“I am not Jihadi John, I am not Abu Bakr Al-Baghdadi, I am not Adnani,” said Sufyan, listing Daesh’s infamous British executioner, its elusive chief, and its now-dead spokesman.
“I just made limbs,” added the pale-skinned Sufyan, who refused to give his real name and said he was from Stuttgart in southwest Germany.
He was selected to speak to AFP by the YPG, who detained him around a year ago and were present during the interview.
They have refused to try accused foreign fighters in their custody, urging Western countries to take them back.
Some foreign governments have agreed to do so, but most are reluctant.
The US-backed Syrian Democratic Forces are holding several alleged German Daesh members, including Mohammad Haydar Zammar, a Syrian-born German national accused of helping plan the September 11 attacks.
Berlin is not known to have repatriated anyone, but Sufyan hopes he, his Syrian wife and their son can start afresh in Germany.
“People make mistakes and I was naive,” he said, dressed in a yellow hoody with a side zip, cargo pants, and black beanie.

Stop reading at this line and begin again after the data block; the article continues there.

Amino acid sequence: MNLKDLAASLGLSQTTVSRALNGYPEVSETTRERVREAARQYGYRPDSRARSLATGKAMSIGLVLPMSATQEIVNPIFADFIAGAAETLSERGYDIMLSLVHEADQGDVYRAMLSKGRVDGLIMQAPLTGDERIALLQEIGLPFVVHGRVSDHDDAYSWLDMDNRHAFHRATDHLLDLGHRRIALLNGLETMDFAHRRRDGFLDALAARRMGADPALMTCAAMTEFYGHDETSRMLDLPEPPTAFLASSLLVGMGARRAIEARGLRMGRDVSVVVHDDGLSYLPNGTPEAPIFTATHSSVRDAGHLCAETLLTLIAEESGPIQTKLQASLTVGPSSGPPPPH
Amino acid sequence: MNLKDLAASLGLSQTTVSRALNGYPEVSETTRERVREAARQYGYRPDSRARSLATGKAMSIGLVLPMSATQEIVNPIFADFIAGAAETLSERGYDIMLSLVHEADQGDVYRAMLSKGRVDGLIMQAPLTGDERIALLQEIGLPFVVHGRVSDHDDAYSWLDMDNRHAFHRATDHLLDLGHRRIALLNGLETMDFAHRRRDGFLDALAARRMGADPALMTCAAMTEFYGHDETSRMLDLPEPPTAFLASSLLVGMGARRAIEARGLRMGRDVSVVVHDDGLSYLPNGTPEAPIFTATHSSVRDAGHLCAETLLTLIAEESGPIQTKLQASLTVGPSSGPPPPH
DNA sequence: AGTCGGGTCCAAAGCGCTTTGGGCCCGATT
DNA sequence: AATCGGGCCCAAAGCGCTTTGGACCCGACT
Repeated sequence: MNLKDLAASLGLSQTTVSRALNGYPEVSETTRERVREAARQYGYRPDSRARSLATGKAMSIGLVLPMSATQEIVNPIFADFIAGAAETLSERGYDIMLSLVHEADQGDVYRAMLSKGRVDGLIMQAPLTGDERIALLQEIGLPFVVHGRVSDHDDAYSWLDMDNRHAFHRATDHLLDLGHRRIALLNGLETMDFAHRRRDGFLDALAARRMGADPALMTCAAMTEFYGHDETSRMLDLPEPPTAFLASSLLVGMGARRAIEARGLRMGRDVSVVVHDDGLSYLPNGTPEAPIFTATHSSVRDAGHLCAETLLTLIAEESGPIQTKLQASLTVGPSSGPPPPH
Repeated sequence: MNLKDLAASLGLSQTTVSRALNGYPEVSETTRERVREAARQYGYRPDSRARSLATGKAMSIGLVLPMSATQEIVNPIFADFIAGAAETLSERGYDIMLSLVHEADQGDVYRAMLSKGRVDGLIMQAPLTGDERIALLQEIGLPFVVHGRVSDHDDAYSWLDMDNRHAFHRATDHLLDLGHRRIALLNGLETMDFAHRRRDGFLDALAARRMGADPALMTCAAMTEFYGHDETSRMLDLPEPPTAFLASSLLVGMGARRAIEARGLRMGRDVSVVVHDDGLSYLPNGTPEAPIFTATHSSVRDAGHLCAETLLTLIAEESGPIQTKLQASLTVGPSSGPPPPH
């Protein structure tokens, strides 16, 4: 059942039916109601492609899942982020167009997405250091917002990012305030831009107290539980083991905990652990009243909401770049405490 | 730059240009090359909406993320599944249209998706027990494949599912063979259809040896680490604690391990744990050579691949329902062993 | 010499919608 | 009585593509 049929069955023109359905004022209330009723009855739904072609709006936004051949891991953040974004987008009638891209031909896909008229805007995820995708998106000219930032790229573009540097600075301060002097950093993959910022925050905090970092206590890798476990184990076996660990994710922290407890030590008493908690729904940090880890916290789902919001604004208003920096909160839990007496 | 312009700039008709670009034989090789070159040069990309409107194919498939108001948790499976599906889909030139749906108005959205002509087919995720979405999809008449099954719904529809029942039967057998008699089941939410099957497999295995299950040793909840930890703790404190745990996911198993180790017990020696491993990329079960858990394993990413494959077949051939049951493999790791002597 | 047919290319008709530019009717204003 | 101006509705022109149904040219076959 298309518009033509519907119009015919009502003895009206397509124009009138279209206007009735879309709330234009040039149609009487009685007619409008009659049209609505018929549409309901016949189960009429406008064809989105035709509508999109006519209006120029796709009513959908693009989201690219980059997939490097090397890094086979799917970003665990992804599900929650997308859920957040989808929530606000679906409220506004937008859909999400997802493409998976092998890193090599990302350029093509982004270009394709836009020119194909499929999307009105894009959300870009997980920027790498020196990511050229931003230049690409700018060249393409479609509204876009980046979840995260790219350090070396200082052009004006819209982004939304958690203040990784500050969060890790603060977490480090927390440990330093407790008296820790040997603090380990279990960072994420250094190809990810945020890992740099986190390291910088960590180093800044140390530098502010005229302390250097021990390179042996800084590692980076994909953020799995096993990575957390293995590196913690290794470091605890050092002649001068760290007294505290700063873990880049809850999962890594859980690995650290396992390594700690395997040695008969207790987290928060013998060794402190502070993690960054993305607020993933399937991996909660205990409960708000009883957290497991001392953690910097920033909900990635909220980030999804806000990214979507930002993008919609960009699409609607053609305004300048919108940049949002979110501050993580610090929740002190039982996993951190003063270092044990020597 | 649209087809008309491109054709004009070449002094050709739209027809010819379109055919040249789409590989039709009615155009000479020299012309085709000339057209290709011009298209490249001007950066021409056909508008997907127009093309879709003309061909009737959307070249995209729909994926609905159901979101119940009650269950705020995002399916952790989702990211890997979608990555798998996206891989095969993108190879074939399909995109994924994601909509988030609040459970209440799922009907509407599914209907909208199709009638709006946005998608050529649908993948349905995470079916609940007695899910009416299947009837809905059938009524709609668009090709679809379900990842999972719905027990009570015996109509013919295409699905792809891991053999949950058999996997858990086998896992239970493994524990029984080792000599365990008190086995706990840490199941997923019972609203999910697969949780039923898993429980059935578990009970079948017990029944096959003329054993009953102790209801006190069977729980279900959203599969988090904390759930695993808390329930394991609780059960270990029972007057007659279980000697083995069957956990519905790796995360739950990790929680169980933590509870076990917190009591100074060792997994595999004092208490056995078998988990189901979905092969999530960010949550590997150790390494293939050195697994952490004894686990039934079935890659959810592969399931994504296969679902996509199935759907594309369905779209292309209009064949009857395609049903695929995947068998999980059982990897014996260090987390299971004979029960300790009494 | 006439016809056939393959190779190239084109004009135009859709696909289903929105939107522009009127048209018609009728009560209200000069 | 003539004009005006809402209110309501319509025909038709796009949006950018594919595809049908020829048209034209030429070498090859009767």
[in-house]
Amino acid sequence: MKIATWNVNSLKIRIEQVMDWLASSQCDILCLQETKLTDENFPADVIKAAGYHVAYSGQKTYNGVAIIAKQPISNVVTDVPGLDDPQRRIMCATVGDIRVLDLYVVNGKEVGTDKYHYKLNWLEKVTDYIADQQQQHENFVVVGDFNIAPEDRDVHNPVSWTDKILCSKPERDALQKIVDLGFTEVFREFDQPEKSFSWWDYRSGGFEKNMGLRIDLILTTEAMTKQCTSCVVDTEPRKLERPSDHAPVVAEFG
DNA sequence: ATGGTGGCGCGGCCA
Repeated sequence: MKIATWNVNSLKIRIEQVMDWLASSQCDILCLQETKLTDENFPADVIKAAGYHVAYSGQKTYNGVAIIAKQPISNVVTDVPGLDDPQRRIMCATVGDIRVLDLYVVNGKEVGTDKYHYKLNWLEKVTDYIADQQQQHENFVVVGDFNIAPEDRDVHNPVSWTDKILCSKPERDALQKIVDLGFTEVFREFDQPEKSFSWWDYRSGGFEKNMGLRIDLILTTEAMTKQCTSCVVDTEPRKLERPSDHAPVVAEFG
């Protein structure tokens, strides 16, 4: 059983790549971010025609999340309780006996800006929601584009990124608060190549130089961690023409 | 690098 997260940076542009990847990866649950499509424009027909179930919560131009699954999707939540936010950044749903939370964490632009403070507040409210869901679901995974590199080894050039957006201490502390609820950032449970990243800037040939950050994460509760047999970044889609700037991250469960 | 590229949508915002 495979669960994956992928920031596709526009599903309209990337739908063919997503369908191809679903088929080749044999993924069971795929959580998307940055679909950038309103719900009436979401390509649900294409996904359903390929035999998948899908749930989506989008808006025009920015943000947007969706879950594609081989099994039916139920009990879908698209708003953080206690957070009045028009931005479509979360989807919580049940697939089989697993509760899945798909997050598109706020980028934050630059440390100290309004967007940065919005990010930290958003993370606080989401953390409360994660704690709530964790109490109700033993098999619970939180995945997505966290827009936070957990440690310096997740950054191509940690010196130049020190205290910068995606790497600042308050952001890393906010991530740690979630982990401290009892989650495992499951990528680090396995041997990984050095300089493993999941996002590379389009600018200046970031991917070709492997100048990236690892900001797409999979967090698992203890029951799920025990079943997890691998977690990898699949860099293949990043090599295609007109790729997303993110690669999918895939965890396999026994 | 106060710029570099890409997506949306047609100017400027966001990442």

“I just want to go back to my old life.”
Speaking in near-fluent English peppered with Arabic words, Sufyan recounts his winding journey to what he thought would be a pious life under Islamic rule.
In 2014, Daesh declared a “caliphate” across large parts of Syria and neighboring Iraq.
The following year, Sufyan traveled across Europe and Turkey, finally crossing into Syria in March 2015, four years into the Syrian war.
Once inside, he says, Daesh shuffled him among safe houses for weeks alongside Australians, Central Asians, and Russians.
He was given one month of military training and assigned to a battalion, but claims he never fought.
“I didn’t fight and I didn’t kill anyone,” he said.
“I never killed any person in my life.”
Instead, Sufyan was hired at a hospital in Daesh’s de facto Syrian capital Raqqa, using his 12 years’ experience as an orthopaedic shoemaker.